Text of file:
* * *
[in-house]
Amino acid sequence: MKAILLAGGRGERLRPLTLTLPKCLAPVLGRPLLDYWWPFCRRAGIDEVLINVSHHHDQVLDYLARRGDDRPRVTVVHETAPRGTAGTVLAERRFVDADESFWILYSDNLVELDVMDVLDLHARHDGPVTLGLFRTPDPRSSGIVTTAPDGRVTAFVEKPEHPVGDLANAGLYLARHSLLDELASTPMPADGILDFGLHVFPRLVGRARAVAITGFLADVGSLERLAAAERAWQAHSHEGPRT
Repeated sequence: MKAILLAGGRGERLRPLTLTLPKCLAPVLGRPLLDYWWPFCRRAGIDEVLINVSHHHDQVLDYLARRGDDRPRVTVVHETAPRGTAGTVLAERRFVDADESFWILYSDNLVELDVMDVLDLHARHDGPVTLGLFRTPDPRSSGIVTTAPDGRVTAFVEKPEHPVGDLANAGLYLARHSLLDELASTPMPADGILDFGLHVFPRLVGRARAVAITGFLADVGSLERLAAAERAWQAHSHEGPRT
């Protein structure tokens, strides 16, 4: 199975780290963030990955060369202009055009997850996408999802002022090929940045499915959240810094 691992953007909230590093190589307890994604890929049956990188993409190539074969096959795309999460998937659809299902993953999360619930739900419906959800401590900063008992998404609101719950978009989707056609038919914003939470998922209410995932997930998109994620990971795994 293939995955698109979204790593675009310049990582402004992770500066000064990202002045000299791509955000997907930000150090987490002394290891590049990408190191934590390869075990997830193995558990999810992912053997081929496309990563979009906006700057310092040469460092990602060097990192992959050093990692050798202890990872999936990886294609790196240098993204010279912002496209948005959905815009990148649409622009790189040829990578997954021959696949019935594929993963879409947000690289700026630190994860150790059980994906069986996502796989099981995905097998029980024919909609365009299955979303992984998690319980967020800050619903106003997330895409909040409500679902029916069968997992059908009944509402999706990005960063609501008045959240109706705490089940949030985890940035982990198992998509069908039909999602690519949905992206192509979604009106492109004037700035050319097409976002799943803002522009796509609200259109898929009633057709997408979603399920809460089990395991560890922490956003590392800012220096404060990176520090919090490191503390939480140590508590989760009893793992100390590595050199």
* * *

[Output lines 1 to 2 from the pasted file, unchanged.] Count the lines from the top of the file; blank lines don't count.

[in-house]
Amino acid sequence: MKAILLAGGRGERLRPLTLTLPKCLAPVLGRPLLDYWWPFCRRAGIDEVLINVSHHHDQVLDYLARRGDDRPRVTVVHETAPRGTAGTVLAERRFVDADESFWILYSDNLVELDVMDVLDLHARHDGPVTLGLFRTPDPRSSGIVTTAPDGRVTAFVEKPEHPVGDLANAGLYLARHSLLDELASTPMPADGILDFGLHVFPRLVGRARAVAITGFLADVGSLERLAAAERAWQAHSHEGPRT